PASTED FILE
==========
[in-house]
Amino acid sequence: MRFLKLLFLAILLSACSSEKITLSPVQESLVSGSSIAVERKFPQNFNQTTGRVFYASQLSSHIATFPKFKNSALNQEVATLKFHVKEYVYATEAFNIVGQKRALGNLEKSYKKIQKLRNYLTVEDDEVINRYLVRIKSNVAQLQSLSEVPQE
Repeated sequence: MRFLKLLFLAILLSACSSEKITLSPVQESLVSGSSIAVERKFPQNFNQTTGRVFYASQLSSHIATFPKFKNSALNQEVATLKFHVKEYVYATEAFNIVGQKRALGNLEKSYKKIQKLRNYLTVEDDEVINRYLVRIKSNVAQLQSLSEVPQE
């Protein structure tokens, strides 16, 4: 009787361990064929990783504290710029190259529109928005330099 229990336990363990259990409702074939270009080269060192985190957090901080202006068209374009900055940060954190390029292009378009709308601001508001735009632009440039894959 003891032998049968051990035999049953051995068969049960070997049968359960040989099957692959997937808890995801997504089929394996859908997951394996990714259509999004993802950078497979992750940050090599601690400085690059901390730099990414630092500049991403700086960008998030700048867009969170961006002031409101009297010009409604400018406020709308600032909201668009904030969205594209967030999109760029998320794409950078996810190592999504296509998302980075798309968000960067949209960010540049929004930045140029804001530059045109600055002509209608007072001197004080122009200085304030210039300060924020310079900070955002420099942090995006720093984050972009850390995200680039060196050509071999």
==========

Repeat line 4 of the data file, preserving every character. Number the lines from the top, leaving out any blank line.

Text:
């Protein structure tokens, strides 16, 4: 009787361990064929990783504290710029190259529109928005330099 229990336990363990259990409702074939270009080269060192985190957090901080202006068209374009900055940060954190390029292009378009709308601001508001735009632009440039894959 003891032998049968051990035999049953051995068969049960070997049968359960040989099957692959997937808890995801997504089929394996859908997951394996990714259509999004993802950078497979992750940050090599601690400085690059901390730099990414630092500049991403700086960008998030700048867009969170961006002031409101009297010009409604400018406020709308600032909201668009904030969205594209967030999109760029998320794409950078996810190592999504296509998302980075798309968000960067949209960010540049929004930045140029804001530059045109600055002509209608007072001197004080122009200085304030210039300060924020310079900070955002420099942090995006720093984050972009850390995200680039060196050509071999």